Natawista (Holy Snake Woman), Peacemaker

Natawista with Alexander Culbertson and son Joe, taken circa 1863.  Photo courtesy of the  Montana Historical Society Research Center Photograph Archives :  941-818.

Natawista with Alexander Culbertson and son Joe, taken circa 1863.

Photo courtesy of the Montana Historical Society Research Center Photograph Archives: 941-818.

A diplomat and mother, Natawista played a key role in helping establish treaties and navigate negotiations between American and British traders with Blackfoot tribes. She was born around 1824 in traditional Blackfoot territory, probably in what is now known as southern Alberta. Her father was Chief Stoó-kya-tosi (Two Suns), who was sometimes known as Sun Old Man and Father of Many Children.

When Natawista was around sixteen years old, she was married to Alexander Culbertson in 1840. Culbertson was the chief trader for the Upper Missouri Outfit of the American Fur Company. Because of the intense competition between American and British traders for the Blackfoot trade, it had become common for officers to marry the daughters of chiefs to cement trading relations.

In 1843, naturalist John James Audubon met Natawista at Fort Union (Fort Union Trading Post, North Dakota) on the upper Missouri River and referred to her as a “princess… possessed of strength and grace in a marked degree.” Eight years later Swiss artist Rudolf Friedrich Kurz described her as “one of the most beautiful [Indigenous] women. She would be an excellent model for a Venus.”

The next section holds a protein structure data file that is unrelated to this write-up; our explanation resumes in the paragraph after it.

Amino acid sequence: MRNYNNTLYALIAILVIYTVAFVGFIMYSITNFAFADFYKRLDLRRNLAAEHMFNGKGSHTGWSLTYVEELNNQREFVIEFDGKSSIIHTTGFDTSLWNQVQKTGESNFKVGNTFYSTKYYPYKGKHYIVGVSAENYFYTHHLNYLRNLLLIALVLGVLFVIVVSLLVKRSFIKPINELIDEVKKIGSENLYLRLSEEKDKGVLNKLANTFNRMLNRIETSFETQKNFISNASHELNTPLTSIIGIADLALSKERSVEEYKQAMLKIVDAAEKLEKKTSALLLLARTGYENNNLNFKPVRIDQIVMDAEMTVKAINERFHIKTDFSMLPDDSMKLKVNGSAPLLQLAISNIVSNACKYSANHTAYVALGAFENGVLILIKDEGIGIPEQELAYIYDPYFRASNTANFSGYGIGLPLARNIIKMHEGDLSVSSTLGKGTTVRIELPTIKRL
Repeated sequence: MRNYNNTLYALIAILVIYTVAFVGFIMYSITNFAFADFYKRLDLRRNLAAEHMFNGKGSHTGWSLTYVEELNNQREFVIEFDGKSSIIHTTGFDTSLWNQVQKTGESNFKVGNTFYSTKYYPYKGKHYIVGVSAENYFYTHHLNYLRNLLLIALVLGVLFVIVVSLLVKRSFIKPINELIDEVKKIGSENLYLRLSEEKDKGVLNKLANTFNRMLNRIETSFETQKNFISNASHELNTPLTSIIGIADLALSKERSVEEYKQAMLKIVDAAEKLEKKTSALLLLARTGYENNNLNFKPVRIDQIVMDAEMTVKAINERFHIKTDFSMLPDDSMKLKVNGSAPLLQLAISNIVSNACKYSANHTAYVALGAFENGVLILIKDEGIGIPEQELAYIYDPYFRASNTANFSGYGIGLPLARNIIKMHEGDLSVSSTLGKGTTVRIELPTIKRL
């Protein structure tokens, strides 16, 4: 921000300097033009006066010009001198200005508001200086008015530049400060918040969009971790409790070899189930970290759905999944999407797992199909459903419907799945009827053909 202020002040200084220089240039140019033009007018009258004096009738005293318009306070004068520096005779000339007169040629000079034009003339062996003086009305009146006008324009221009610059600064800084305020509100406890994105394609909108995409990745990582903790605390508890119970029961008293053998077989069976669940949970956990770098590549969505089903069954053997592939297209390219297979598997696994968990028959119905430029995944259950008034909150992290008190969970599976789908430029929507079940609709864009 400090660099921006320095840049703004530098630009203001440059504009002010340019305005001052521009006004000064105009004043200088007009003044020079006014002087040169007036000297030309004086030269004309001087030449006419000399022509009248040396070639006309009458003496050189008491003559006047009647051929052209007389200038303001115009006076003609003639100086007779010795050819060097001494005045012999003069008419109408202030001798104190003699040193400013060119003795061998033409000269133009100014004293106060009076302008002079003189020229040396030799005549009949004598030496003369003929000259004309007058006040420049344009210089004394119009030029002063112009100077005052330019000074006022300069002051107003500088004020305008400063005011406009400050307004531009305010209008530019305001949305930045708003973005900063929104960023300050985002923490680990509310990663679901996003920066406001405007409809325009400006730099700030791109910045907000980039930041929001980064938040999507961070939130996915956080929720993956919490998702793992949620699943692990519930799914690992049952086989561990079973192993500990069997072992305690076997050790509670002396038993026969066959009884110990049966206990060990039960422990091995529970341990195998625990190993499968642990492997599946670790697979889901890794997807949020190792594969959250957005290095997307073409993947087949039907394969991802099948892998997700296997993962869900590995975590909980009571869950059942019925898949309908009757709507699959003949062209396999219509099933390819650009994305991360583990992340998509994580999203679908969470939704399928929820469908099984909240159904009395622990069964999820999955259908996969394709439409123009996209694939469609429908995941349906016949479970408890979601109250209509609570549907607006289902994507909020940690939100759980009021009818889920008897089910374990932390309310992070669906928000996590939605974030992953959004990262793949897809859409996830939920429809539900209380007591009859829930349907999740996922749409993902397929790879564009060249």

In 1854, Natawista insisted on accompanying a party of United States government negotiators led by her husband to the Blackfoot camps. “I am afraid that they and the whites will not understand each other,” she said, “but if I go, I may be able to explain things to them, and soothe them if they should be irritated. I know there is great danger.” Partly because of her efforts, a treaty was signed a year later.

During their years together, Natawista and Culbertson had five children. At some time after 1870, Natawista went to the Blood camps and never returned to her husband. She lived with her nephew Mékaisto (Red Crow) and her extended family for much of the remainder of her life.

You can find out more about Blackfoot historical figures and culture at our Indigenous History Program led by Rebecca Many Grey Horses at the Galt Museum & Archives on Tuesdays from 10:30–noon until the end of October.